Officials in the United Kingdom have reportedly agreed to reconsider their denial of a couple’s request to adopt two foster children in their care because they told social workers that the juveniles needed a mother and a father, and not two daddies.
“At a meeting this week, the council recognized that the initial rejection was wrong. The couple will now be assessed by someone outside the council,” the Christian Legal Centre announced on Friday.
As previously reported, the couple, which has not been identified, has been looking after the children since early 2016 and has sought to adopt the youth themselves. They had initially been turned down because their house was too small, but they now plan to expand.
When they were later told by a social worker that two men had expressed interest, the couple “expressed a degree of shock and asked if this was a ‘joke.’” They also said that it would be hard to explain the concept to one of the children—a girl—who had said she was “waiting for a new mummy.”
Two days later, the couple moved forward again to adopt the children themselves, stating that they believed it would be too hard on the children to be removed a second time from people that they loved.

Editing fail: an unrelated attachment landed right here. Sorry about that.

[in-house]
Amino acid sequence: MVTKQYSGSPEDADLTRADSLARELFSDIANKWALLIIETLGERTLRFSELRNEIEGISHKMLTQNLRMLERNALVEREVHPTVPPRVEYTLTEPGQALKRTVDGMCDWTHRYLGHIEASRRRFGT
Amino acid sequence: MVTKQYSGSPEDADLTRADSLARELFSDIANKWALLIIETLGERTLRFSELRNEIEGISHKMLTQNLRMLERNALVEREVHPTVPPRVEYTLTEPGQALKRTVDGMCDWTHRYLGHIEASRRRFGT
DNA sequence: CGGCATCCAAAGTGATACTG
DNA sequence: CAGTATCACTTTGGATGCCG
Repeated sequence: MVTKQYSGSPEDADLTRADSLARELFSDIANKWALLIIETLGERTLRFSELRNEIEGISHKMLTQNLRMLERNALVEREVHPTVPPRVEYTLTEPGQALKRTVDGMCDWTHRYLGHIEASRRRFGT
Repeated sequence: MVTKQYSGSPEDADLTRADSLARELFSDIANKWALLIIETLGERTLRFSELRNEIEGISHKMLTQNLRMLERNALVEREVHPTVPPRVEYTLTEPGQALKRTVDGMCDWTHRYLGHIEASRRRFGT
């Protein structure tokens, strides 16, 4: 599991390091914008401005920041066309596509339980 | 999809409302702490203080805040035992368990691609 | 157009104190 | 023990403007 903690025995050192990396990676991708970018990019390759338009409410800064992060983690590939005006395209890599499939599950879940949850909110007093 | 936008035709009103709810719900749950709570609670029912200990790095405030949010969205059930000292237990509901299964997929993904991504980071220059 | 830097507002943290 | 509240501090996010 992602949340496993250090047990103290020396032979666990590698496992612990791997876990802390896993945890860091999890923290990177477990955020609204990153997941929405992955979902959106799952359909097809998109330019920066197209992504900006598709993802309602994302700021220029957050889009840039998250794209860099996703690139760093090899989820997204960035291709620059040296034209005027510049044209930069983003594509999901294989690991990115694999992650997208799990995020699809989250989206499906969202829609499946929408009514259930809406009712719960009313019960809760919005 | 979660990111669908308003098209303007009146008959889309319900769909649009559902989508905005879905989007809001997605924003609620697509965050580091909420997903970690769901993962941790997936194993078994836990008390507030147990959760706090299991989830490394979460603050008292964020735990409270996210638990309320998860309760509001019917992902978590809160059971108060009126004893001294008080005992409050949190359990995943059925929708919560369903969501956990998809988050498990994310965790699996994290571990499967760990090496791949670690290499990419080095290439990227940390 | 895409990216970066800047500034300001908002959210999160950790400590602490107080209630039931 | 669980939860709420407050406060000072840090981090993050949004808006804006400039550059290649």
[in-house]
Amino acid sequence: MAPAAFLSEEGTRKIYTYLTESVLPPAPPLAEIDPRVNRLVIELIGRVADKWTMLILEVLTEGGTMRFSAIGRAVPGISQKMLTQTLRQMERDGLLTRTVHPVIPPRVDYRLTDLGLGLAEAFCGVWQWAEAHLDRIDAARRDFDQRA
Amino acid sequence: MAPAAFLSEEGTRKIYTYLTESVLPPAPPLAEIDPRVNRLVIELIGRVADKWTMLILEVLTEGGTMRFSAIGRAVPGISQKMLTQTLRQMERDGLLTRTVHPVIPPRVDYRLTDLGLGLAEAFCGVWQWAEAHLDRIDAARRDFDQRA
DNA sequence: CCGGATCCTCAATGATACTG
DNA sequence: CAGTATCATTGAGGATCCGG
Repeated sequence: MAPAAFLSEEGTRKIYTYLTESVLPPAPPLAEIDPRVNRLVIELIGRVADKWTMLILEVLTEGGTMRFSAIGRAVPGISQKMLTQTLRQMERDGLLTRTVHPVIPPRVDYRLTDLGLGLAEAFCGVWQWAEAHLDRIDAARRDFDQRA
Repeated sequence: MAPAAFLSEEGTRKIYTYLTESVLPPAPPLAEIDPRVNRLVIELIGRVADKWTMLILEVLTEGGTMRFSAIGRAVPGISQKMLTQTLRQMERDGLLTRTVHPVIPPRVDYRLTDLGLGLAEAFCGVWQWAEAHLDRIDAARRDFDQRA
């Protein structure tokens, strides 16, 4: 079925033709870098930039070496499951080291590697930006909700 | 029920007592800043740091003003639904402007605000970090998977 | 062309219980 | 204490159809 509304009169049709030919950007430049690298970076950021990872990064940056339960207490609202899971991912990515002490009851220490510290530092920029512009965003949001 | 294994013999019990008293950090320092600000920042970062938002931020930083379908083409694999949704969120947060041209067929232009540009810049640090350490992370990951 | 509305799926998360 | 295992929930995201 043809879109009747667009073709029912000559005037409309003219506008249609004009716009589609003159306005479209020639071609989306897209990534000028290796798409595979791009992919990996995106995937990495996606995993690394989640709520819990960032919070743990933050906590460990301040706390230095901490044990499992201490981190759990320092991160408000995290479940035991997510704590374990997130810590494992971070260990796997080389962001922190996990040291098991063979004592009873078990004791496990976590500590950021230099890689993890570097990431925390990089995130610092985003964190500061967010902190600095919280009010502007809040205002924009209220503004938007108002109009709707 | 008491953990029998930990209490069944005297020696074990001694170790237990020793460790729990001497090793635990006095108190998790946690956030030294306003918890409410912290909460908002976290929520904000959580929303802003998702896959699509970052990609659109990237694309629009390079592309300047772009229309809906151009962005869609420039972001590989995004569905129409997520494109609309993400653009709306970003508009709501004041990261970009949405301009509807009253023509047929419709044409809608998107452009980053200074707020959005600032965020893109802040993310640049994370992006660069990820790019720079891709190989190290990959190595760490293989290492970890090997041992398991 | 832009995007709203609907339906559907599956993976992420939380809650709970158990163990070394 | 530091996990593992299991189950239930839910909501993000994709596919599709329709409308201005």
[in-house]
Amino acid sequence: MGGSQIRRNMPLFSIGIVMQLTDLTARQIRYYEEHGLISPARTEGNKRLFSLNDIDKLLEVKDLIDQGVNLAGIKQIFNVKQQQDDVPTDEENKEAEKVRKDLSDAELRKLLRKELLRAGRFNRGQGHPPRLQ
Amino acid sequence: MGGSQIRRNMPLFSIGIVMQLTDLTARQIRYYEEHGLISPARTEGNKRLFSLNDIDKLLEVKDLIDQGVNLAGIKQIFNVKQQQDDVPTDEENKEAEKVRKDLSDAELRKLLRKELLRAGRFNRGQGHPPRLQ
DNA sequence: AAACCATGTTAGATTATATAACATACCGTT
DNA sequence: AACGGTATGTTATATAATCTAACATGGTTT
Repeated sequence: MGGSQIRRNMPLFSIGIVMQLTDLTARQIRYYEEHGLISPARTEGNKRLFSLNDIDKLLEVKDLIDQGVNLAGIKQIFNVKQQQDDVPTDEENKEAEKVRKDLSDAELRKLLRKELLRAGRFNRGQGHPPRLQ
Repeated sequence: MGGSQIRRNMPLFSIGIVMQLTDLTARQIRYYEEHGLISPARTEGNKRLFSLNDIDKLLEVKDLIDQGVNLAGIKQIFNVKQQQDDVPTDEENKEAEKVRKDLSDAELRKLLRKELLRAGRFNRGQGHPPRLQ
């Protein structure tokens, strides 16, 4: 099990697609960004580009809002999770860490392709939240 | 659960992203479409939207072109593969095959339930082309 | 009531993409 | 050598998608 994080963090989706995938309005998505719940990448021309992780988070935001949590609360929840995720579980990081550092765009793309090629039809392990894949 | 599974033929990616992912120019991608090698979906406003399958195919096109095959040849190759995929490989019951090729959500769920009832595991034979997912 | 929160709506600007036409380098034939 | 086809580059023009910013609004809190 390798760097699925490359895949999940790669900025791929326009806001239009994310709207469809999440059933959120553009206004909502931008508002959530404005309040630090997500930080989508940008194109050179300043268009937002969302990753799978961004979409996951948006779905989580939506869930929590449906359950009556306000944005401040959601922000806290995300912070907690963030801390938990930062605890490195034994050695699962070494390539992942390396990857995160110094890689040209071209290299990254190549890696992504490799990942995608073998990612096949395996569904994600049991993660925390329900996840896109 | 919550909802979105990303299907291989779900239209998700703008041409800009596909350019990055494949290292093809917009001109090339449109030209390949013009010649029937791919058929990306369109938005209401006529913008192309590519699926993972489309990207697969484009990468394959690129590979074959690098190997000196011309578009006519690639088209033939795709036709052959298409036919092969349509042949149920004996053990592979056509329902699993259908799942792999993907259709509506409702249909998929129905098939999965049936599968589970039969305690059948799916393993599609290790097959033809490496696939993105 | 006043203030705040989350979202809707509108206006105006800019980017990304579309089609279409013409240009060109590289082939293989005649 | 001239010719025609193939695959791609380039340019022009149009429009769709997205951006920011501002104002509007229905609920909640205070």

But the couple was denied, receiving a letter that read in part, “Having heard that the prospective adopters were a same-sex couple, you shared some opinions in relation to this proposed placement which are concerning and which would not enable the service to progress an inquiry to be assessed as prospective adopters, as these views could be detrimental to the long-term needs of the children.”
The couple interpreted the letter as meaning that the government believes the family wouldn’t be supportive if one of the children announced later in life that they were homosexual.
“We were deeply shocked when we received the info,” the father recently told the BBC Two’s Victoria Derbyshire Show. “We never shared an opinion that is homophobic. We have friends that are homosexual.”
But the couple, which identifies as Roman Catholic, believes that children are best raised in a home with both a mother and father.
“We think having this answer from social services shows there is no free speech in England,” the mother said. “We won’t give up because we think this is what the children want. We think this is the right way. We don’t think social services is looking after the best interest of the children at the moment.”
Following a meeting this week with social services, the Christian Legal Centre expressed optimism that officials had agreed to reconsider.
“We are encouraged by the progress made this week, and grateful that the council has recognized its mistake and adopted a more appropriate stance. It is a step in the right direction,” Executive Director Andrea Williams said in a statement.
“There is still a long way to go, and we will continue to stand with this couple,” she said. “Please pray with us that these young children are able to stay with them.”